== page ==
During its glory years, Lotus proved that the ultimate driver's car recipe didn't need ingredients like power or looks but could be cooked up by keeping things as simple and lightweight as possible.
With this philosophy, the British company founded by engineering legend Colin Chapman in 1948 became one of the world's most respected sports car manufacturers and one of Formula 1's most prominent constructors in just a couple of decades.
Designing a concept for the Blue Oval's Le Mans program
The collapse of the deal angered Hank the Deuce (Henry Ford II), who decided to start an ambitious project aiming to end Ferrari's dominance in the greatest race of them all, the 24 Hours of Le Mans. However, Ford lacked the know-how to build a thoroughbred endurance race car from scratch, so it turned to Europe's finest for help.
Lotus was among the companies that submitted a design proposal for what became known as the GT40 project. Ron Hickman sketched the mid-engine sports car concept with valuable input from Collin Chapman, who designed most of its underpinnings. Unfortunately for Lotus, Ford went in a different direction, choosing Lola's Mk 6 as the building block for its Le Mans race car.
The birth of the Europa
Despite this, Hickman's concept didn't go to waste and became the first mid-engined, road-legal Lotus to enter production. Christened Europa and developed under the codename Type 46, the new car was conceived as a more advanced alternative to the open-wheel Seven, the company's most popular model.
It was built around a boxed-steel backbone chassis similar to that of the compact Elan, but the structure was split into a U shape towards the rear to accommodate the powertrain. It featured a fully independent suspension system with double wishbones up front, while the rear end used the innovative Chapman strut setup initially designed by the company's founder for Grand Prix race cars.
The body was built from fiberglass panels, and initially, these were bonded to the chassis for increased rigidity. However, later models used bolt-on panels to make it easier for owners to service the car. Overall, the car looked pretty weird, yet the body had a drag coefficient of 0.29 – one of the lowest of any production car of the 1960s.
Introduced in 1966, the Europa was among the first mid-engine production cars in the world, and with a curb weight of around 1,400 lbs (635 kg), it was also one of the lightest.
Proving that a sports car can be great without a big, powerful engine
During initial development, Chapman learned that French manufacturers Renault just a new family-oriented hatchback dubbed 16. It was powered by a compact, lightweight, all-aluminum engine linked to a four-speed transaxle.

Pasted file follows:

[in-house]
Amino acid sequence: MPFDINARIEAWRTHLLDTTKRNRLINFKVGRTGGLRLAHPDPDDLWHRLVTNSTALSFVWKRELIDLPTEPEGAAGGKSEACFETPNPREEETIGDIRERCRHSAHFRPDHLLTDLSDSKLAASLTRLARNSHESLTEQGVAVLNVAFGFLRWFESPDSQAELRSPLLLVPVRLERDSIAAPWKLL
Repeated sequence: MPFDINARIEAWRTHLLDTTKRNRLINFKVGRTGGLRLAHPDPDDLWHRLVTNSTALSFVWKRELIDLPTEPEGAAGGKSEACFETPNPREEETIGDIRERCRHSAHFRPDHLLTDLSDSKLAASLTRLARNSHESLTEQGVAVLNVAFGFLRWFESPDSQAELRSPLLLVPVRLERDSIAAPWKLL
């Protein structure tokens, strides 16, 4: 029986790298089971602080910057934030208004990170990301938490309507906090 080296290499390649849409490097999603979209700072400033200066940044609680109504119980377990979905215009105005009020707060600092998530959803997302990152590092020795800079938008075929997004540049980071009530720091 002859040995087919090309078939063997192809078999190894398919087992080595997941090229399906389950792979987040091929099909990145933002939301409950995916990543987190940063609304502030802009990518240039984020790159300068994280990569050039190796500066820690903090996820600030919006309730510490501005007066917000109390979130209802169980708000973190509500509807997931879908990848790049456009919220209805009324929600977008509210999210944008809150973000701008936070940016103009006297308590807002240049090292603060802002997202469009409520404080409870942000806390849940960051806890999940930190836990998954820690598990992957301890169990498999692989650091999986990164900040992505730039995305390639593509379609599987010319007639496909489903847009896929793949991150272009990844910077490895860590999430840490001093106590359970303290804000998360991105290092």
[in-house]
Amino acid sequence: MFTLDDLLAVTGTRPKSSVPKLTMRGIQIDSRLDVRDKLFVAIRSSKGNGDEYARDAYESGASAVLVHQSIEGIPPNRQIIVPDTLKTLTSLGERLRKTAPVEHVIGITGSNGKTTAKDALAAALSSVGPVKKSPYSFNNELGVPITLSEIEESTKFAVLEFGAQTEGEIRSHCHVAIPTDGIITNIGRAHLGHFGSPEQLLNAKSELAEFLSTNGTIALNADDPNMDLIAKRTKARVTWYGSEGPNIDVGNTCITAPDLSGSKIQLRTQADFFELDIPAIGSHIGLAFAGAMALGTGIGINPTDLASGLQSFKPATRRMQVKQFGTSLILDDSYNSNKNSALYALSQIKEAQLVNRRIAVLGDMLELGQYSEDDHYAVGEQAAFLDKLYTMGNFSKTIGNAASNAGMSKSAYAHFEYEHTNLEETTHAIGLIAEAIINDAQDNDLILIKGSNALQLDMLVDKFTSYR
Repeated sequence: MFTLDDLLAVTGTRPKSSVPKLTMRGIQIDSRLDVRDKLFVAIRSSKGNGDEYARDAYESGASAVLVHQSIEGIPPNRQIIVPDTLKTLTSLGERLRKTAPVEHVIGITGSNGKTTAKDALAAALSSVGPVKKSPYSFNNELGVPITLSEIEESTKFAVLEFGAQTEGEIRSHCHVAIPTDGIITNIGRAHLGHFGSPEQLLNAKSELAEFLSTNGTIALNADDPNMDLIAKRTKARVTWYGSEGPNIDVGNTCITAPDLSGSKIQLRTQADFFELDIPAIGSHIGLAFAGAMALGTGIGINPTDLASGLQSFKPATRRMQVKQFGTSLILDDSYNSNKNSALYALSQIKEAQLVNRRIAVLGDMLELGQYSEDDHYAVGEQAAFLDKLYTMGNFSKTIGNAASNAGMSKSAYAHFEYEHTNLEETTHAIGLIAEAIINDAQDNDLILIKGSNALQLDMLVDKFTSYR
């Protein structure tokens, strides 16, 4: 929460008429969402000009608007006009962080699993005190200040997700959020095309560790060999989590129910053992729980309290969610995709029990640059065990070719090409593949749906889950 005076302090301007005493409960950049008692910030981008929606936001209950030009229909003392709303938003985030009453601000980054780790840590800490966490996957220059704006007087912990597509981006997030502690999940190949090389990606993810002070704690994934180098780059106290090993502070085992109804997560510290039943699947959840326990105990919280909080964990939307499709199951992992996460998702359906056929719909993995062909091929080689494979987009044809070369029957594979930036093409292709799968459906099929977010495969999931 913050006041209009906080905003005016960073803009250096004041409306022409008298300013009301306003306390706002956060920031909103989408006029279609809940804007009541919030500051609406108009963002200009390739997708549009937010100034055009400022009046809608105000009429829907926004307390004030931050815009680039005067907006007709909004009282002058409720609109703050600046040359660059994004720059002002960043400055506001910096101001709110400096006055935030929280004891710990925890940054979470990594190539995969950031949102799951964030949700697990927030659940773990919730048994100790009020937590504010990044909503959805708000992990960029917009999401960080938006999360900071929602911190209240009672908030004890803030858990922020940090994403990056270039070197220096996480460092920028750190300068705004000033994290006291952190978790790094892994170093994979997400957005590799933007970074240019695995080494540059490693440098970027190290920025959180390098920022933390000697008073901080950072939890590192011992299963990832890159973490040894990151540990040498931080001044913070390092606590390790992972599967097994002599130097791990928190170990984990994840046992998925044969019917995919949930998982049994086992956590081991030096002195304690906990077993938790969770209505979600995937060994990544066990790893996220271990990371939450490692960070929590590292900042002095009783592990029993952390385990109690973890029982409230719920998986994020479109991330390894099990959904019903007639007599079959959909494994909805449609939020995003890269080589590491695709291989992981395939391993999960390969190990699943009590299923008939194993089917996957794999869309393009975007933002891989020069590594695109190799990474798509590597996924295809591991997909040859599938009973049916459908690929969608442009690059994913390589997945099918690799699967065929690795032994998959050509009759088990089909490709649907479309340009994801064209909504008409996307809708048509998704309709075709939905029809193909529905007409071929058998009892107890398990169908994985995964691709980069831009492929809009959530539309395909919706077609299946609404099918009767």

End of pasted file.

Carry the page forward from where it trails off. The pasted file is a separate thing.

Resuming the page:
The Lotus boss saw the powertrain as perfect for the Europa and struck a deal with Renault to use it. However, there was a slight problem. In the 16, the four-cylinder engine and transaxle drove the front wheels, so if he rotated the powertrain by 180 degrees and placed it in the middle of the backbone chassis, the car would have four reverse gears and just one to go forward. Luckily, the transmission had a symmetrical split case, and the problem was solved by repositioning the differential crown wheel.
Chapman and his team of engineers upgraded the engine by installing larger inlet valves, dual valve springs, and a twin-barrel carburetor. Thus, the output increased from 63 to 82 hp, which enabled the car to "sprint" to 60 mph (97 kph) in a modest 9.3 seconds and reach a top speed of 120 mph (195 kph).
Even back then, this wasn't particularly impressive, especially for a sports car, but the Europa still delivered an exciting driving experience. The motoring press had nothing but praise for the new Lotus that handled impeccably and felt much quicker than it actually was. Moreover, it was fuel-efficient, achieving around 30 mpg (9.4 liters/100 km), and with a minimalist construction, it was easy to maintain.
While the Series 1 and Series 2 cars were only available with the Renault engine, the early-1970s saw the introduction of the Twin Cam and Special editions of the Europa. These cars were powered by the race-bred Lotus-Ford Twin Cam engine, an inline-four that could produce between 105 and 126 hp, depending on the exact model.
The Lotus Europa today
The mid-engine sports car was manufactured from 1966 to 1975 in 9,230 units. Since it was a terrific sports car that you couldn't help but fall in love with, many of these cars have been looked after by their owners and are still around today. However, it has been overshadowed by more powerful sports cars on the collector's market.
Thus, a well-kept, low-mileage S2 can be had for around $15,000, while the average value for the more desirable, Twin-Cam models stands around the $30,000 mark.
Although it's not as popular as other sports cars from the same era, the Lotus Europa remains one of the most thrilling driver's cars ever built. Considering its current value, it's also a bargain if you're looking for an iconic classic.
If you want to learn more about this brilliant little car and see how it behaves on a winding road, I recommend watching the YouTube video below by JayEmm on Cars.